Susan Bradley Smith began her professional writing life as a rock journalist but has also worked as a waitress and teacher. Her latest books are a novel-in-verse The Screaming Middle, the poetry collection Beds for all who come, and the memoir Friday Forever. An advocate for Arts and Health, Susan is the founder of the writing and wellbeing consultancy Milkwood Bibliotherapy, and Senior Lecturer in Creative Writing at Curtin University. Her secret ambition is to swim every ocean pool in Australia without writing a book about it.
This poem is from a sequence titled ‘A Short Cycle of Regret…’ and first appeared in Issue 15. Please support our work and buy a copy today.
In these swindling times, I don’t care that
you are married. It is exciting to be bad
and also right. We are in the middle of a
miracle, away together for a weekend riffing
on stolen time pilfered from real life like money
from a mother’s purse. Even though you look
well-loved there are violet bruises beneath
your eyes. You’ve been speaking in your sleep.
You take a call. I read the paper. Those
Pussy Riot girls are licking salt in Soviet prisons
just because of their band’s faultless, unforgettable
name and their splenetic racket and their unlicensed
occupation of public places. Meanwhile, you sit there
and persist with the theatre of your own concerns.
You ask me to pay attention. When I look up you are
so beautiful I can barely believe you exist let alone
love me but you said it: I am your ground zero;
you are my vanguard.
You pause. Today, without your bragging
suit, you look like you did when we were
young and stripped-down and our whole life
only knew three chords. I might as well
complain rain is wet as say please don’t go,
I think, as you take her call again. Some
poseur is fighting another to run the
country. The mafia is at it again in the
suburbs. Mainstream fashion is the new
fringe. It all crackles at my touch. I listen
to you talk, and read the paper, and although
I am one of misery’s best graduates, your
news still shocks me. Just as I had stopped
sliding clichés like thermometers into my
declarations of love—I am your ticket, you are
my collector—you tell me we’re through.
In the café by the harbour we have the kind
of conversation that happens to all lovers
sooner or later—last line: it’s over. I would
have liked to have left the past alone, but as
you talked about the failed philosophy of us
my shock soured to a bitter glandular juice
making quick work of all sentiment, like
camphor on the mouth of memory. It’s true,
I’d been monothematic this is not a love song
but before ‘us’ you were anhedonic, split in half
from the very idea of who you once were.
Are. Remember Hastings? The Sex Pistols
gigography was once also ours. What can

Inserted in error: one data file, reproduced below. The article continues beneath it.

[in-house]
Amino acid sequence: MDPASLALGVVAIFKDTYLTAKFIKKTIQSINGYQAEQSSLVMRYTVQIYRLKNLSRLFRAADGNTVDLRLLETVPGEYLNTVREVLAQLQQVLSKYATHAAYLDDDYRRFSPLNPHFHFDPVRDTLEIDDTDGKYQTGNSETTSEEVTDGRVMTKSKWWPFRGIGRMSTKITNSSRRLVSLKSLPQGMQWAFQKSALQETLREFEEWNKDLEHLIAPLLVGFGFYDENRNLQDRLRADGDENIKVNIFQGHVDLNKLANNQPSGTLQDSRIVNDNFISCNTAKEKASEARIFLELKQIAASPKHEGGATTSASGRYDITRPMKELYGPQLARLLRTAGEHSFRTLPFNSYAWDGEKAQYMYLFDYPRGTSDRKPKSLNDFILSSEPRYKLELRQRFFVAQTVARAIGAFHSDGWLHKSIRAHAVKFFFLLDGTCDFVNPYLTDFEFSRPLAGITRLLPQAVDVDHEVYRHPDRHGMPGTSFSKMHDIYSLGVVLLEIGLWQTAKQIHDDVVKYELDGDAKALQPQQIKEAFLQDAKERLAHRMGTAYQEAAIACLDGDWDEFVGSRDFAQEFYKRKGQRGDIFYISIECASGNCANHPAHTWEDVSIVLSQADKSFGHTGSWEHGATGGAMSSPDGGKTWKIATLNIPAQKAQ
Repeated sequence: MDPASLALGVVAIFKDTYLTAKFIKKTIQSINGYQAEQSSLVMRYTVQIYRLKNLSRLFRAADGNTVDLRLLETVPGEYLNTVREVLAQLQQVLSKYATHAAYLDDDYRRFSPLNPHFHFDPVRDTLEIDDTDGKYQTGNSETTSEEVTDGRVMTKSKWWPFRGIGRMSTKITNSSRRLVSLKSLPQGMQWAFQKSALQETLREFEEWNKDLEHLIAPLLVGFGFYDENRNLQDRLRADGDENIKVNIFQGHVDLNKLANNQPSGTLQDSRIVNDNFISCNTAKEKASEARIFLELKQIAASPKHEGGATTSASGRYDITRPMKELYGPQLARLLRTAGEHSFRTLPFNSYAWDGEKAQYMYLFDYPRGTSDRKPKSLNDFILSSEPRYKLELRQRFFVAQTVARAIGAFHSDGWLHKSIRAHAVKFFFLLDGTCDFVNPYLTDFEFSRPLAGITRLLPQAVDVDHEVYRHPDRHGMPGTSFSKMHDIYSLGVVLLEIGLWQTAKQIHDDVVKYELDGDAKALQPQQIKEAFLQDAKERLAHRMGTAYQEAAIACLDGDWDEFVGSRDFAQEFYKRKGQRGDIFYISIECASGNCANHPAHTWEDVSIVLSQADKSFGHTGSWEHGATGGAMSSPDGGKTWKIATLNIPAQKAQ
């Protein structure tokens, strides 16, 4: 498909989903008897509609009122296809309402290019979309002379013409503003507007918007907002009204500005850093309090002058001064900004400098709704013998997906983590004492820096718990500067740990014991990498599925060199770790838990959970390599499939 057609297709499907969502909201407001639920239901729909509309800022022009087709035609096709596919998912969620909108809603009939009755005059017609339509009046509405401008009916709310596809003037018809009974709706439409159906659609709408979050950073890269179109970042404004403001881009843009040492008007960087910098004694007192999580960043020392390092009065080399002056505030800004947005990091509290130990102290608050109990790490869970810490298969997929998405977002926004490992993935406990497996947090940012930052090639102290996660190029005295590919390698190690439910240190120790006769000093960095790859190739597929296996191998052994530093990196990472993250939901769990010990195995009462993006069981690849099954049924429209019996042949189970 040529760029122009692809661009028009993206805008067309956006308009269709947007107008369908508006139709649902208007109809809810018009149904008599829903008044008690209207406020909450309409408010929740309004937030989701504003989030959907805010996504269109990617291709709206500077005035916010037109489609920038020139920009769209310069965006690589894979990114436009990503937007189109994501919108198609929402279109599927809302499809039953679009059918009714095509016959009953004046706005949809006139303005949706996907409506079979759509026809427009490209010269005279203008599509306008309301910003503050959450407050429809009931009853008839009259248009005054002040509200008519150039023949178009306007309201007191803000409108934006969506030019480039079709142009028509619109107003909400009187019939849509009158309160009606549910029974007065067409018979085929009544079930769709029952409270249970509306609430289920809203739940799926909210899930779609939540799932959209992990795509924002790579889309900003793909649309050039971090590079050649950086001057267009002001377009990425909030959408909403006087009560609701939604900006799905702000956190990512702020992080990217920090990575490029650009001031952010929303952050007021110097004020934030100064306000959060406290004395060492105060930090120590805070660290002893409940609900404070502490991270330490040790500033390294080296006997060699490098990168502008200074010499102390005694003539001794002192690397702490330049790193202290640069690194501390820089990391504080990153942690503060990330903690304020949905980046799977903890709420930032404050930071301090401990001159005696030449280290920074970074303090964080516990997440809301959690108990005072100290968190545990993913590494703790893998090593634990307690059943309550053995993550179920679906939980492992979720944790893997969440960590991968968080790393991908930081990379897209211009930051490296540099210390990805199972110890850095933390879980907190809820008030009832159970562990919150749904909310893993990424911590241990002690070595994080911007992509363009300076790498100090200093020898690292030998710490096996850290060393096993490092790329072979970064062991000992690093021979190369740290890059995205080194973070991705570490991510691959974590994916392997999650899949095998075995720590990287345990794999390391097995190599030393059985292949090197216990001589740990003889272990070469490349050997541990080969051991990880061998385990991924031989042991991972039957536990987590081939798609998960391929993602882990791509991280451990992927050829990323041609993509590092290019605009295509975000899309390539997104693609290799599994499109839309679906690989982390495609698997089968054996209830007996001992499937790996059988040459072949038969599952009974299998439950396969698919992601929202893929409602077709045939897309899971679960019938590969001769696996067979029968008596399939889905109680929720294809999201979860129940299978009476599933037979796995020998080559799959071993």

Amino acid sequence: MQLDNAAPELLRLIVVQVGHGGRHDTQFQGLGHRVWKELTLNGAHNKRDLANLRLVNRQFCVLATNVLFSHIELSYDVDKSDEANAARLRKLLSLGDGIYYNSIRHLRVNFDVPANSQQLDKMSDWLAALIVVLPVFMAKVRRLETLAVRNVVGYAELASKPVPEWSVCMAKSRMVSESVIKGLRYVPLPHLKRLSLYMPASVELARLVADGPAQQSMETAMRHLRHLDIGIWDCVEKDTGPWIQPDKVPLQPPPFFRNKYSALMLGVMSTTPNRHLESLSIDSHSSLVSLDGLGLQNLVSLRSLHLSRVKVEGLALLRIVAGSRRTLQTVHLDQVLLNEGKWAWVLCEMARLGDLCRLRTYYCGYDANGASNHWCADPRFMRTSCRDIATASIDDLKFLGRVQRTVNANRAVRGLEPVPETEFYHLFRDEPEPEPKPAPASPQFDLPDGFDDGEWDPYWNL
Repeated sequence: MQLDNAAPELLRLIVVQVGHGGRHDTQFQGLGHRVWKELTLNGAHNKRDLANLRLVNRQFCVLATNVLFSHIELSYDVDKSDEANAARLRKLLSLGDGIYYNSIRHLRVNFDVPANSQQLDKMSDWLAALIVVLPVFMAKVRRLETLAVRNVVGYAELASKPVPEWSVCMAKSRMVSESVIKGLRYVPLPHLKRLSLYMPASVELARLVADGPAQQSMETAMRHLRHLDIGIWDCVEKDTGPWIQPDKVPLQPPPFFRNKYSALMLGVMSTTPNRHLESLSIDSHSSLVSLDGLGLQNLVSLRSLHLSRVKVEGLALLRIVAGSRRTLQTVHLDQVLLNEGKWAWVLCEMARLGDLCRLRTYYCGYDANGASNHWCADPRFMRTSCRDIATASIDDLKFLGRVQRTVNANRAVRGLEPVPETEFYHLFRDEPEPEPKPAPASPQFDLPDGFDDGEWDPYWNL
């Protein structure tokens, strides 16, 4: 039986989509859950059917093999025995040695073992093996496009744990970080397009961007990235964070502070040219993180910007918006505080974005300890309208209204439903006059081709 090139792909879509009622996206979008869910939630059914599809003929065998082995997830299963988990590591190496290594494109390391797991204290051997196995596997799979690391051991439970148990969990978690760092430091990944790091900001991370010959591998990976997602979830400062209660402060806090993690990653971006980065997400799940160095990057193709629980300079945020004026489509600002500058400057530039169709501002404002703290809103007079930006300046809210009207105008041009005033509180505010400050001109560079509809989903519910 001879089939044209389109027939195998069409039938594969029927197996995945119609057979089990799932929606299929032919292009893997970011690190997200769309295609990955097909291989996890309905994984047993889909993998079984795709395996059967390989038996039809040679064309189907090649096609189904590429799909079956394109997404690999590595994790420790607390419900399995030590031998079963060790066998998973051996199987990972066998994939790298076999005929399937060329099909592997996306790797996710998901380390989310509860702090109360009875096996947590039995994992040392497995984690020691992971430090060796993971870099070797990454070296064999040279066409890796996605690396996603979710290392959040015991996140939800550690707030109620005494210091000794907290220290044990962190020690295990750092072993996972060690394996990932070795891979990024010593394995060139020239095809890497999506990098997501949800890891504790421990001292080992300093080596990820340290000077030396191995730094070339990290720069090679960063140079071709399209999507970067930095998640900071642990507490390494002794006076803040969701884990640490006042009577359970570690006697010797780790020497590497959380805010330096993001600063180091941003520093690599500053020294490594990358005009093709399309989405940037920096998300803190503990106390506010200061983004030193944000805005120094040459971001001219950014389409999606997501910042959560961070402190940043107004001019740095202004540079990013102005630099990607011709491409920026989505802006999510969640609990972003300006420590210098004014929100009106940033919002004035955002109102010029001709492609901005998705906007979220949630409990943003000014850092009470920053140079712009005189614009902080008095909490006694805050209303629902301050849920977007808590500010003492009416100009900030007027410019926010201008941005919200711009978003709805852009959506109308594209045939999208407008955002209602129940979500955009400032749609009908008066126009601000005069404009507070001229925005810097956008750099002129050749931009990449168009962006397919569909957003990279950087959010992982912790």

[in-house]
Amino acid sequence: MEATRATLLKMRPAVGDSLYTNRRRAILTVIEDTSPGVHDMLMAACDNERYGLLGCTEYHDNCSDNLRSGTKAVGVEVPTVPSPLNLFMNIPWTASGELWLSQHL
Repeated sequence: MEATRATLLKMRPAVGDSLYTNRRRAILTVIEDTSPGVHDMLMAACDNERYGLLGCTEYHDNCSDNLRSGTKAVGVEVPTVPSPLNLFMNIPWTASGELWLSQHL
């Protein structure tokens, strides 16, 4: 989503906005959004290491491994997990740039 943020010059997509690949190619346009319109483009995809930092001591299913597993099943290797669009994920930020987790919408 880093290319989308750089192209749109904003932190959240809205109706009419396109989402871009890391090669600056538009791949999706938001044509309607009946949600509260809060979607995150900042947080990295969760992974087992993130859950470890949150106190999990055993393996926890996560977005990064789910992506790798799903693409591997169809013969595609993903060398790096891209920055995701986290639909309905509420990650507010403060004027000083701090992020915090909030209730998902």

anyone possibly say anymore that is novel
enough to warrant imprisonment?
The seagulls are not my friends and their
eyes marbling my toast are also yours. I am
limp with terminality. At the table opposite
a father is busy being humiliated by his wife
who is documenting his failings in the presence
of their son. How utterly cruel it seems. The café
table is smiling at me with sun-kissed woodshine
and spilt sugar as gay as Christmas. I am
spoiling the scene with my tight, peppered
offence but my love will not quiet. It will
not hurry like inspiration to the end just
to suit you. Sluiced in sunshine or not,
I remain a citizen in a closely beleaguered
city and within the citadel of us things
could still go either way.
We are so old, yet you have turned me
into a pop song, into someone you used to
love, a hangover that creeps up on you
before you’ve even finished drinking.
Marriage must be a first-rate thing
for you to sing its tune despite your
antidisestablishmentarianism blues but
seriously: love as anthrax? No one really
wants to catch that again. The knowledge
of us is cream in my bones. Green, I am, and
dreaming again of your strum. You wrote
me love letters in invisible ink but they
still hum. And hum and hum, like the
soundtrack for a revolution.
You walk away from me across the airport
terminal, the floor glittering like a crushed
disco, towards the record shop where all
the songs of us are on sale. And machines
to play us too. Before you make it home
I will be arrested for collapsing hysterically
in public places. The cause: no marrow.
Only the concealed heroin of you, wrapped
in the bone of me. Outside it is a gutsy,
sunlit day. Despite the lunatic soak of
needing you, the creep of seizure, the
godly rant of my blood, I turn away.
I let you go. It’s not my day.
Any fool would say.
Hindsight will be Satan.